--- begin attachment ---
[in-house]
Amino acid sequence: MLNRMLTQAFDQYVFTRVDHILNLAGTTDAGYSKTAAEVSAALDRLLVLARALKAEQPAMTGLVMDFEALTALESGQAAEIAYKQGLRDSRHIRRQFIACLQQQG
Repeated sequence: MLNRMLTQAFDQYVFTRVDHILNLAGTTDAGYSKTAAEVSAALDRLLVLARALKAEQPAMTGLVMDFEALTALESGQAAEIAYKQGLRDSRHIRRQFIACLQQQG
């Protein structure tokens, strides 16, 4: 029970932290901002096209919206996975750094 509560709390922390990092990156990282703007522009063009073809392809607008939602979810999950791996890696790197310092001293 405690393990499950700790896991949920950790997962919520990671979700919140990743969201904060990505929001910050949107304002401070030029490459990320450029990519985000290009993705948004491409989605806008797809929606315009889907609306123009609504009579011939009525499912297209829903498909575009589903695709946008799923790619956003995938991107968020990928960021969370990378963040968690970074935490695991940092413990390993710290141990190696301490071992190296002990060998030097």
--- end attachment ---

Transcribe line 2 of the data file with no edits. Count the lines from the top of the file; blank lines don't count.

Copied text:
Amino acid sequence: MLNRMLTQAFDQYVFTRVDHILNLAGTTDAGYSKTAAEVSAALDRLLVLARALKAEQPAMTGLVMDFEALTALESGQAAEIAYKQGLRDSRHIRRQFIACLQQQG